Book Review: On the Move

This is a guy who lived a life.

I read a lot of fiction, and subsequently fall into what I think of as the Batman mindset: where people can do all number of incredible things in incredibly short timeframes, or with incredibly limited skills and/or resources. You know, like Batman. Who's mastered literally everything short of forging emotional bonds. Of course, ordinary people don't usually measure up to such fictitious characters... unless you're this guy.

Oliver Sacks is a marvel for his prolific writing alone. He wrote countless books, letters, essays and articles over nearly three-quarters of a century. Yet he also managed to be a groundbreaking neurologist, set a world record for squatting, trip out on drugs, and travel to all corners of the globe in search of new information and new experiences. His autobiography isn't enough to sum up his life, so there's no way a blog post ever could, but the measure of what he accomplished, and learned, and taught during his life is nothing short of staggering. And it's certainly inspiring.

I get this idea sometimes that life should be easy. That you should always be moving forward, never side-tracking or making any mistakes, until eventually you get to where you wanted to go and then everything's sunshine and rainbows. I think this idea comes from only looking at the results: in Sacks' case, looking at how many books he wrote, at his weightlifting record, at his passport, at his remarkable friends and colleagues. Look at the results, and it's easy to think he did things right. But if you examine the journey, the before, during, and after, it looks a little different.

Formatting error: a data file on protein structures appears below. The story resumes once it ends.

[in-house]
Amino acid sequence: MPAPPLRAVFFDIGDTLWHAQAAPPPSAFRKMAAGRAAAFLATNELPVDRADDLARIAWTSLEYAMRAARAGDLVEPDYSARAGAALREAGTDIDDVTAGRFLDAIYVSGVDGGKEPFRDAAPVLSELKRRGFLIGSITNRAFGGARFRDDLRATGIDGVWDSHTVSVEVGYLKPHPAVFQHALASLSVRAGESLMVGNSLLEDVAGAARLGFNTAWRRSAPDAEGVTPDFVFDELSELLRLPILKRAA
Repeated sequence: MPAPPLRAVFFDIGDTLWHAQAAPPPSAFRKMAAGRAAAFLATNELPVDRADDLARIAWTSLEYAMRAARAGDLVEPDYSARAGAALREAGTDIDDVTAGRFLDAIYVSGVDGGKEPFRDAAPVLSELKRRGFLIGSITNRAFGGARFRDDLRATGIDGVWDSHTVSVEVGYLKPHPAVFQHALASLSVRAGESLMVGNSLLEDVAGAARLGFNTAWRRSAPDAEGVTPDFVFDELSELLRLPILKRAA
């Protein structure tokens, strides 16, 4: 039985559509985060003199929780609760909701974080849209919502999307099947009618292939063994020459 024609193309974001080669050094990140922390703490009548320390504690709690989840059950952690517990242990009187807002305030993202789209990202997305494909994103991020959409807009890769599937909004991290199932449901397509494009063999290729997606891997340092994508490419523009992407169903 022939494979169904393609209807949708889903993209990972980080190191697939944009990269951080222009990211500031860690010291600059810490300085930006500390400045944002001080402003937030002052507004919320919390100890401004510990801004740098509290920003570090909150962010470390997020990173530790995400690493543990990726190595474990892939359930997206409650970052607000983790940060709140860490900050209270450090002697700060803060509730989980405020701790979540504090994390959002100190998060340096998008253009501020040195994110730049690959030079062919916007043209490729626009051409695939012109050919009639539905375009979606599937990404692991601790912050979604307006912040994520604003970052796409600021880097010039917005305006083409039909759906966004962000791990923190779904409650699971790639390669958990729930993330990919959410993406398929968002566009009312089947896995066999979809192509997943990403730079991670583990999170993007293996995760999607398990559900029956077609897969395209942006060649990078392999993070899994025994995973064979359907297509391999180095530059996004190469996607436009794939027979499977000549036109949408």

He became a doctor, a highly original, forward-thinking neurologist. Yet for most of his career he wasn't employed in a hospital. He set a world record for squatting, yet a couple decades down the road he suffered injuries he attributed to such extreme overloading of his body. He wrote millions and millions of words, yet it often took him years to produce a final product he was happy with. He traveled the world and met incredible people, yet he spent much of his life alone.

For me, someone perpetually obsessed with getting things right, living life right, often to the point of paralysis by analysis, it's incredibly reassuring to read a book like this. To know it's okay, even normal, to change your mind, or make a mistake, or follow a different path than the one you originally set off on. It's comforting to be reminded that actions have consequences and that it's not just me who's occasionally taken by surprise. And ultimately, it's inspiring to imagine the scope of what can be accomplished in 80+ years.

A life, indeed. And a good one at that. Thanks for sharing, Dr. Sacks.